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China makes a tool that I need that was potentially the result of corporate espionage against an OEM, or similar reverse engineering the OEM tools, or reverse engineering tools produced by licensed partners. It could also be the result of clean room design. Truth be told I don't know.

But I'm willing to risk a lawsuit by Chinese manufacturer. I doubt they're going to sue me for open sourcing their software after reverse engineering their tool. Especially if they're nameless in the whole thing. And all the more if the only thing they have to go on is that someone knows the same tricks and built an eerily similar catalog that their diagnostic tool uses.

My question is about the OEM itself. Clearly the OEM has been unsuccessful stopping the proliferation of cheap Chinese tools built on their secrets -- they don't tell these things to anyone, and they're tight lipped about them. They may not like me publishing their secrets on GitHub.

Would I face recourse by the OEM itself if I never stole from the OEM? Would the OEM have to prove that a Chinese manufacturer in Shenzen stolen from them to come after me by proxy?

The OEM is a real concern. I imagine they'll be very not happy. Their whole business model is making repair exclusive and forcing people to purchase new products.

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  • 3
    What is an OEM? Please spell out any acronym at least once is a post.
    – ohwilleke
    Commented Jun 11 at 3:09
  • 4
    probably original equipment manufacturer.
    – Trish
    Commented Jun 11 at 6:47
  • And the reason why you can't just buy the stuff from the OEM is because they're too expensive?
    – PMF
    Commented Jun 11 at 8:48
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    @PMF they won't even sell it to you. Controlling and killing repair is a huge part of their income stream. For example, in the laptop market Apple Care allows them to monopolize support. And when they choose to drop support they know you're (practically) forced into buying a new laptop. In the case of Apple we know what their tools do, but ripping them off is impossible in a true clean room sense (complexity). ifixit.com/News/33593/… But ripping off a Chinese brand that may have bought their secrets sounds totally doable. Commented Jun 11 at 21:28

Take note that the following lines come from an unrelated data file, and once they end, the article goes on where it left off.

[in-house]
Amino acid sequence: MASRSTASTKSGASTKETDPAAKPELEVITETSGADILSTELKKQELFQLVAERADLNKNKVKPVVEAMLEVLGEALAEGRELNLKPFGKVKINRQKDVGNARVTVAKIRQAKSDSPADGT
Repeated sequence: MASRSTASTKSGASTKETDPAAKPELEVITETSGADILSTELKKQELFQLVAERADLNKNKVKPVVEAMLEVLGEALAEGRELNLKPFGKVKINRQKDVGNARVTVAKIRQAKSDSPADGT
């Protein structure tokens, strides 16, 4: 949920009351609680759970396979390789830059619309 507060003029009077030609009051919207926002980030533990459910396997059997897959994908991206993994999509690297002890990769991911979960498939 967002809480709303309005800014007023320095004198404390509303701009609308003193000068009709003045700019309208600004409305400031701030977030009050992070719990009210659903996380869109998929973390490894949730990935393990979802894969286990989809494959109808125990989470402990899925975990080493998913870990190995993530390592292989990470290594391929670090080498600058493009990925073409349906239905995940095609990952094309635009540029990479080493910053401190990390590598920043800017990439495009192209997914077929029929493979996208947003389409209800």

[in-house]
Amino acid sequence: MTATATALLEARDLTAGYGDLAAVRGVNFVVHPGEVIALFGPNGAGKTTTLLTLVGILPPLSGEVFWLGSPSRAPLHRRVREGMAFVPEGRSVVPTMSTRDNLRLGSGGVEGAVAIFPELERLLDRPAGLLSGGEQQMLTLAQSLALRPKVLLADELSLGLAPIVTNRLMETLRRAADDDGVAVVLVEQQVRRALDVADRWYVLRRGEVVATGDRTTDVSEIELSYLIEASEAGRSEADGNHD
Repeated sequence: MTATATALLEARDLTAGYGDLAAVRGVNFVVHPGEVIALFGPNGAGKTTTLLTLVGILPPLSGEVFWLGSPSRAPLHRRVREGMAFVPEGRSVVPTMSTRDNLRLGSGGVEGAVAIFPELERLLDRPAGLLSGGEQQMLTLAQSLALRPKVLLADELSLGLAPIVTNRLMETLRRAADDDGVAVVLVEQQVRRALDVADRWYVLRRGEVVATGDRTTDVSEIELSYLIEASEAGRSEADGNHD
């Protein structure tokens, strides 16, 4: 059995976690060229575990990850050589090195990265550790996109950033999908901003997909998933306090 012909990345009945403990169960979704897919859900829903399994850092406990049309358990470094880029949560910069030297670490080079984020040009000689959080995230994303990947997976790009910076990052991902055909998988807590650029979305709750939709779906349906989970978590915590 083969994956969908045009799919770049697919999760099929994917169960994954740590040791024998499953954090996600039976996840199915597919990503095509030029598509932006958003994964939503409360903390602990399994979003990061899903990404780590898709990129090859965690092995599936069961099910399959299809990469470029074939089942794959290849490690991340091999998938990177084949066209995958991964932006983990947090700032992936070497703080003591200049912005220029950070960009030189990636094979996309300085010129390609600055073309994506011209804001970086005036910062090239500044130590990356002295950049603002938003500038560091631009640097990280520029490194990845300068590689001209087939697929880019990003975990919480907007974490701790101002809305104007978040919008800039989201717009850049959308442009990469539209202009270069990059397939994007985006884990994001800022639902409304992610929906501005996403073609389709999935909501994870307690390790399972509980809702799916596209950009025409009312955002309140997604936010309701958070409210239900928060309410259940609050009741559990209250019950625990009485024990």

• I don't understand the close reason here, I haven't done anything yet. I haven't reverse engineered anything. And I haven't published. I'm just wondering who would have recourse against me if I did. That seems to exclude all the reasons here law.meta.stackexchange.com/a/222/218 Commented Jun 12 at 15:01

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Unmentioned in the question, but implied, is that the original manufacturer (OEM) may have a cause of action against the Chinese manufacturer. The Chinese manufacturer could be infringing copyright, trademark, patent, or some combination of the three.

My question is about the OEM itself. Clearly the OEM has been unsuccessful stopping the proliferation of cheap Chinese tools built on their secrets -- they don't tell these things to anyone, and they're tight lipped about them. They may not like me publishing their secrets on GitHub.

Patents are not secret, and they do not protect information against publication; they only entitle the holder of the patent to control the manufacture, sale, use, and import of the invention. I don't know whether publishing a software implementation of a patent may be seen as inducing infringement, which is also a violation (in the US, at least), but if something is being protected through secrecy then it is unlikely to be patented.

Trademark would only be an issue to the extent that consumers might be confused, for example, if the Chinese product purports to be the original product. As long as your product does not, you should have nothing to worry about with respect to trademark.

As to copyright, if you reverse-engineer the Chinese product through decompilation or any other technique that doesn't satisfy the requirements of clean-room design then you expose yourself to possible liability for copyright infringement, since you cannot prove that the Chinese product is the result of clean-room design. This would probably require the original company to publish some of their source code, however, to establish that your code is so similar that it is likely the result of copying. This should be possible even without access to the intermediate step.

If the original manufacturer is as secretive as you make them out to be, they won't want to do this, which would give you some leverage in any pre-trial negotiations. Still, their pockets are likely far deeper than yours, so your leverage may not be sufficient to prevent them from making your life difficult.

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  • So they have to prove I have their stolen goods. And likely in the case of a protocol, and or a database, that impossible -- I can always just reimplment the protocol myself (which will always carry a few bugs), or just reword the contents of the database. "Broken Screen Pixels" -> "Non-functioning Display Pixel Malfunction" whatever. Commented Jun 11 at 21:30

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